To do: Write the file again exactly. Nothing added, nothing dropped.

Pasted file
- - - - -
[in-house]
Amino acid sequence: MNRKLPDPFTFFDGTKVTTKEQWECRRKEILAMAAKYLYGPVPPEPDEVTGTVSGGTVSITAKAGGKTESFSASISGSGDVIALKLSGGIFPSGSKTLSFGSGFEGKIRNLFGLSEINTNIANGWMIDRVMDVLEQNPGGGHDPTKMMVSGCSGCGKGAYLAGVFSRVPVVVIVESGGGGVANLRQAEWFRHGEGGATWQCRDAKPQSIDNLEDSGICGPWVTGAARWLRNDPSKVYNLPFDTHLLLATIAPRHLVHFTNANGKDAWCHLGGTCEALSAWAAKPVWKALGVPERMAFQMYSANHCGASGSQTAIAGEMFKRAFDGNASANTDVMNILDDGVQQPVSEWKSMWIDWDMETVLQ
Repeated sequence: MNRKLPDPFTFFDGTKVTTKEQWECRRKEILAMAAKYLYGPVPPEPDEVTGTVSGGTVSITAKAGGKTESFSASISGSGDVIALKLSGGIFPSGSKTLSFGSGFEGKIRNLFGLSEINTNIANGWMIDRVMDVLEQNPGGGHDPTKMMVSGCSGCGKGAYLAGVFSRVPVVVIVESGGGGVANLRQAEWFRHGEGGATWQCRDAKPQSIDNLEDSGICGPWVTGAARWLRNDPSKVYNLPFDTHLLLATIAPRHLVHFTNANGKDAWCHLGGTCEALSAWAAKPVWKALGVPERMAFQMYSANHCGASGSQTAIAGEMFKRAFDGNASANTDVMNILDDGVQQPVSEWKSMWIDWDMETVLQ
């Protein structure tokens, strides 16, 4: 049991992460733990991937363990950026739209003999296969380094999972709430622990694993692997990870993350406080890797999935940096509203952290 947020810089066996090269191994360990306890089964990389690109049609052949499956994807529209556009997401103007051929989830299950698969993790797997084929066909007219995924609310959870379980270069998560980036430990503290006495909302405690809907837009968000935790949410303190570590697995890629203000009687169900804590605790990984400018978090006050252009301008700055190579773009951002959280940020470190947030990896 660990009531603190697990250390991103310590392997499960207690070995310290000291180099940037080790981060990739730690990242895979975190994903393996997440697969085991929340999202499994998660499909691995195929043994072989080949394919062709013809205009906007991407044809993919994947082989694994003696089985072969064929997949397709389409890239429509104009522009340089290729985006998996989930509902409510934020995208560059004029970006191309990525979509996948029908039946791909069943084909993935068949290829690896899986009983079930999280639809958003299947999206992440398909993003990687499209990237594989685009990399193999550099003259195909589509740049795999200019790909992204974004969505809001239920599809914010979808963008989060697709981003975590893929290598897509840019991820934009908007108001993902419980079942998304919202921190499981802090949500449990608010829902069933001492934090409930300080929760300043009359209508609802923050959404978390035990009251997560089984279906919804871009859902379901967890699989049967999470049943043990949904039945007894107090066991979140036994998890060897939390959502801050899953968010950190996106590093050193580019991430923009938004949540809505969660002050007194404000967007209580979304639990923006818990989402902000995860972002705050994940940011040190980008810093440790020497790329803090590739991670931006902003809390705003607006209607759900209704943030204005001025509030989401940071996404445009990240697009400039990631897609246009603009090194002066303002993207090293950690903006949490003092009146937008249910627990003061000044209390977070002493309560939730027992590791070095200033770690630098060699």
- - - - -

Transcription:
[in-house]
Amino acid sequence: MNRKLPDPFTFFDGTKVTTKEQWECRRKEILAMAAKYLYGPVPPEPDEVTGTVSGGTVSITAKAGGKTESFSASISGSGDVIALKLSGGIFPSGSKTLSFGSGFEGKIRNLFGLSEINTNIANGWMIDRVMDVLEQNPGGGHDPTKMMVSGCSGCGKGAYLAGVFSRVPVVVIVESGGGGVANLRQAEWFRHGEGGATWQCRDAKPQSIDNLEDSGICGPWVTGAARWLRNDPSKVYNLPFDTHLLLATIAPRHLVHFTNANGKDAWCHLGGTCEALSAWAAKPVWKALGVPERMAFQMYSANHCGASGSQTAIAGEMFKRAFDGNASANTDVMNILDDGVQQPVSEWKSMWIDWDMETVLQ
Repeated sequence: MNRKLPDPFTFFDGTKVTTKEQWECRRKEILAMAAKYLYGPVPPEPDEVTGTVSGGTVSITAKAGGKTESFSASISGSGDVIALKLSGGIFPSGSKTLSFGSGFEGKIRNLFGLSEINTNIANGWMIDRVMDVLEQNPGGGHDPTKMMVSGCSGCGKGAYLAGVFSRVPVVVIVESGGGGVANLRQAEWFRHGEGGATWQCRDAKPQSIDNLEDSGICGPWVTGAARWLRNDPSKVYNLPFDTHLLLATIAPRHLVHFTNANGKDAWCHLGGTCEALSAWAAKPVWKALGVPERMAFQMYSANHCGASGSQTAIAGEMFKRAFDGNASANTDVMNILDDGVQQPVSEWKSMWIDWDMETVLQ
């Protein structure tokens, strides 16, 4: 049991992460733990991937363990950026739209003999296969380094999972709430622990694993692997990870993350406080890797999935940096509203952290 947020810089066996090269191994360990306890089964990389690109049609052949499956994807529209556009997401103007051929989830299950698969993790797997084929066909007219995924609310959870379980270069998560980036430990503290006495909302405690809907837009968000935790949410303190570590697995890629203000009687169900804590605790990984400018978090006050252009301008700055190579773009951002959280940020470190947030990896 660990009531603190697990250390991103310590392997499960207690070995310290000291180099940037080790981060990739730690990242895979975190994903393996997440697969085991929340999202499994998660499909691995195929043994072989080949394919062709013809205009906007991407044809993919994947082989694994003696089985072969064929997949397709389409890239429509104009522009340089290729985006998996989930509902409510934020995208560059004029970006191309990525979509996948029908039946791909069943084909993935068949290829690896899986009983079930999280639809958003299947999206992440398909993003990687499209990237594989685009990399193999550099003259195909589509740049795999200019790909992204974004969505809001239920599809914010979808963008989060697709981003975590893929290598897509840019991820934009908007108001993902419980079942998304919202921190499981802090949500449990608010829902069933001492934090409930300080929760300043009359209508609802923050959404978390035990009251997560089984279906919804871009859902379901967890699989049967999470049943043990949904039945007894107090066991979140036994998890060897939390959502801050899953968010950190996106590093050193580019991430923009938004949540809505969660002050007194404000967007209580979304639990923006818990989402902000995860972002705050994940940011040190980008810093440790020497790329803090590739991670931006902003809390705003607006209607759900209704943030204005001025509030989401940071996404445009990240697009400039990631897609246009603009090194002066303002993207090293950690903006949490003092009146937008249910627990003061000044209390977070002493309560939730027992590791070095200033770690630098060699």